You need to make a clear distinction between a dog that is simply very warm because of high temperatures and a dog that is truly heat-stressed.

Heatstroke (heat-stress or hyperpyrexia) is an emergency situation. Dogs become heat stressed when confined in some overheated enclosure such as cars. Over-exercising in the heat of the day, locking dogs in pens with no shade or even leaving them in a trailer have all resulted in death from heat-stress.

The symptoms of heat-stress are collapse, hyperventilation and a very elevated body temperature. The gums may be initially be maroon red, but  as shock continues, gum colour changes to pale witha greyish tinge.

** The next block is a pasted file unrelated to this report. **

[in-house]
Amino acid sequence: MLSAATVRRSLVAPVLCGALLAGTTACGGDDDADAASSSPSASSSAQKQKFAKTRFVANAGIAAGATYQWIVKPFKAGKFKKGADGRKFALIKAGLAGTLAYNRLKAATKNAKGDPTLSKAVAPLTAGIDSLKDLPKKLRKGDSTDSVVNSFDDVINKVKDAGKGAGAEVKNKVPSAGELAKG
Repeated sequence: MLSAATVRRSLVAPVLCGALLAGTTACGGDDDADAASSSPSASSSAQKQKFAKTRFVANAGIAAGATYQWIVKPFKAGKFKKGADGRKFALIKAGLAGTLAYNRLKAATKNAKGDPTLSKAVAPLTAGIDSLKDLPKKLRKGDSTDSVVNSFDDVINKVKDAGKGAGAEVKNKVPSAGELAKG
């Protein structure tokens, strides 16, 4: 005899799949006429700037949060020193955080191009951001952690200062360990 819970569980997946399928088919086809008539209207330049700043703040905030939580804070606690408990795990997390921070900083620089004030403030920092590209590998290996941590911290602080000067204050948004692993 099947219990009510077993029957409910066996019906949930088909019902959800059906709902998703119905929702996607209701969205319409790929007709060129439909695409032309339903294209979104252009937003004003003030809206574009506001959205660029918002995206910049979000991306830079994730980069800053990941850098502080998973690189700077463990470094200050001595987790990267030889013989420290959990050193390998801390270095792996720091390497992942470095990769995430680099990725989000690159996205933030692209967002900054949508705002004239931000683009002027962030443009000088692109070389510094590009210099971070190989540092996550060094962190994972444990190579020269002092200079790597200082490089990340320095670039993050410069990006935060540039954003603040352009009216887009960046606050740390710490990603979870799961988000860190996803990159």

Treatment is initially aimed at getting the dog’s body temperature down; ice packs, a cold bath and cool air-conditioned air will assist in this endevour. Shock must be treated with intravenous fluids, medications to reduce brain swelling and oxygen.

The dog could appear to return to normal but still die 24 hours later if ‘malignant hyperthermia’ has been reached. This is the critical body temperature that once reached, will damage all the tiny blood vessels (capillaries) in the body. If the occurs, all the capillaries in the brain begin to rupture, and the dog will have seizures and usually die within a few hours.